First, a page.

By Michael E. Miller
By Allie Conti
By David Villano
By Jose D. Duran
By Michael E. Miller
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By Kyle Swenson
By Luther Campbell
Hamilton chipped away (no pun intended) at Vincent's commanding lead and found himself comfortably ensconced in second. Spadavecchia clung to third place tenaciously, looking, to quote a New Yorker reporter, "as if he had just walked out of a Scorcese movie: a creased face with a lot of mileage on it, dark hair, dark patterned shirt, gold watch, gold bracelet [the 1991 deuce-to-seven championship prize], gold ring."
Vincent and Hamilton did their damnedest to crack the Miami tile man. "I was low chips all the time," Spadavecchia proudly recalls now. "They wanted to knock me out but they couldn't do it."
The five-and-a-half hour three-handed standoff that ensued broke nearly every record in the World Championship's quarter-century history. Never before had three players dueled each other for so long without somebody being eliminated.
"We had the 'blind' up to $25,000, $50,000. That's how much you had to ante," Spadavecchia recounts. "It was the biggest blind ever in the World Series of Poker, and it was the longest that three guys ever played without one being knocked out."
"I was really impressed with John Spadavecchia's ability to hang on with such a small amount of chips," compliments Binion's poker room manager and World Series of Poker tournament director Jim Albrecht. "He was extremely skilled at money management."
After trying unsuccessfully to polish off the marble importer for more than twice as long as it had taken to blow away the other three finalists combined, Vincent and Hamilton negotiated a compromise. "We made a deal," Spadavecchia admits. He isn't exactly bragging, but you can tell he's gratified to have pulled off such a feat. An agreement was reached among the three finalists that no matter how they finished, the prize money would be divvied up based on how many chips each held at that exact point. They would continue to play for the title, but the monetary outcome already was decided.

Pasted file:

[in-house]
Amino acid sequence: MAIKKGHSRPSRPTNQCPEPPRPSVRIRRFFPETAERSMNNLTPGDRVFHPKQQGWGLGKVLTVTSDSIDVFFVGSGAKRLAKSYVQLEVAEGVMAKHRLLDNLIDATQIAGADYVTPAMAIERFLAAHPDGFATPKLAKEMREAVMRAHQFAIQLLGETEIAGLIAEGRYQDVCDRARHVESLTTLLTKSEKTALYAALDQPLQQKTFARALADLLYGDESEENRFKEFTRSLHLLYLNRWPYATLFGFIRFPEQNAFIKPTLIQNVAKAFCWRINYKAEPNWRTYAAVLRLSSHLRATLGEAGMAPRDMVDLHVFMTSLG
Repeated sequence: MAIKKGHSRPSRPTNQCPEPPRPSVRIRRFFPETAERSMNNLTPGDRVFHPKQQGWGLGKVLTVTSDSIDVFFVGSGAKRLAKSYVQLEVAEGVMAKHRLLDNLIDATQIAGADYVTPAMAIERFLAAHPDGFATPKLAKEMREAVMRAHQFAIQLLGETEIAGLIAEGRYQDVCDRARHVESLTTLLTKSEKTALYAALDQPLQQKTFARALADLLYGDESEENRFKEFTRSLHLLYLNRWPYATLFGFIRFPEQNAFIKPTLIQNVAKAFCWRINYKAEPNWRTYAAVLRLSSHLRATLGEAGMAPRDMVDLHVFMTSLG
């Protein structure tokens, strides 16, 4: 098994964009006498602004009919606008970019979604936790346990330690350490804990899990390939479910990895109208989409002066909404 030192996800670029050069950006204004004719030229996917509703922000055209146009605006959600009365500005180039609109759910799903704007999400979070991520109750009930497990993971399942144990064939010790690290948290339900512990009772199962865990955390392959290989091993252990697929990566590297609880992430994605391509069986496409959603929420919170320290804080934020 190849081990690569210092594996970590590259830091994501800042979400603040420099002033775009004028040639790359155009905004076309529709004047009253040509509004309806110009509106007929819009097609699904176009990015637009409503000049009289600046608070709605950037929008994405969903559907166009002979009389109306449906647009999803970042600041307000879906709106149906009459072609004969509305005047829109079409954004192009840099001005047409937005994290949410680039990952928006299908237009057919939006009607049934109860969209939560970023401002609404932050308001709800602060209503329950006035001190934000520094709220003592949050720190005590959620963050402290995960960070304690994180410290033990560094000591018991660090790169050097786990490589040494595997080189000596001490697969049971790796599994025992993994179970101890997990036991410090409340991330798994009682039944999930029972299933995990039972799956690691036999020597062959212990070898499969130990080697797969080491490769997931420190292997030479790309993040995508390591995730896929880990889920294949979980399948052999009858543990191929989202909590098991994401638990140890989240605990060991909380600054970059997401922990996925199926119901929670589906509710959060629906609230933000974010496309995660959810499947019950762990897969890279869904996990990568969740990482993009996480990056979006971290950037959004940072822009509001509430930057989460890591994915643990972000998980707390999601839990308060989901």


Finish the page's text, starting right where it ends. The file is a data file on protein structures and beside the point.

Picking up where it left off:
"The only thing left was the glory," claims Spadavecchia. "Hugh Vincent got the most money. When we made the deal he had the most chips, and we went by chip value. He had over a million. Million-one, million-two, something like that. I had about 700,000. Hamilton had about 800-some-odd thousand. Nobody was gonna make more money or less. Everything was settled A how much I would get, how much Hugh Vincent would get, and how much Hamilton would get. When we signed the W-4 for the IRS, [Vincent] got the most money. I ended up with $508,000. I had another deal with somebody else for $50,000. I tipped about $7,000. That's a pretty good tip. So, after tipping and everything, I took home about $450,000."
Shades of the 1919 Black Sox baseball scandal! The World Series of Poker fixed! Russ Hamilton went on to win the tournament officially, pocket the silver dollars, see his name engraved on the bracelet, and have his photograph mounted on the wall with those of past champions. But Hugh Vincent took home the biggest check.
"He's obviously a real good poker player," Vincent says of Spadavecchia. "I can only remember a couple of hands against him. I remember a few hours before he got knocked out I had a pair of sevens and he made a higher pair. On the hand where he got knocked out I had a pair of sevens again and I asked him, 'Do you think you can do it again?'"
Spadavecchia admits to no regrets, but in the same breath says, "I had [Vincent] in my grasp but I let him get away from me. I was in one pot, there was $1,200,000. I had him but I didn't play him. I made a, uh, not a mistake, but I made a bad fold. I folded my hand and I had him. And then I had him back out a coupla times and he lucked out, he drew out on me [pulled needed cards against imposing odds at the tail end of a hand]. You need skill to get there but to win you need a little bit of luck, too, and I didn't have none at all."
"Son, no matter how far you travel, or how smart you get, always remember this: Someday, somewhere, a guy is going to come to you and show you a nice brand-new deck of cards on which the seal is never broken, and this guy is going to offer to bet you that the jack of spades will jump out of this deck and squirt cider in your ear. But, son, do not bet him, for as sure as you do you are going to get an ear full of cider."
John Spadavecchia was a seven-year-old boy growing up on the streets of the tiny town of Molfetta in the south of post-World War II Italy when he got his first earful of cider. But it didn't take him long to learn how to make that jack jump. "When you're a kid you pick up quick," he explains. "After the war, we did anything to make money. I learned how to play poker from the older kids." He's been playing ever since.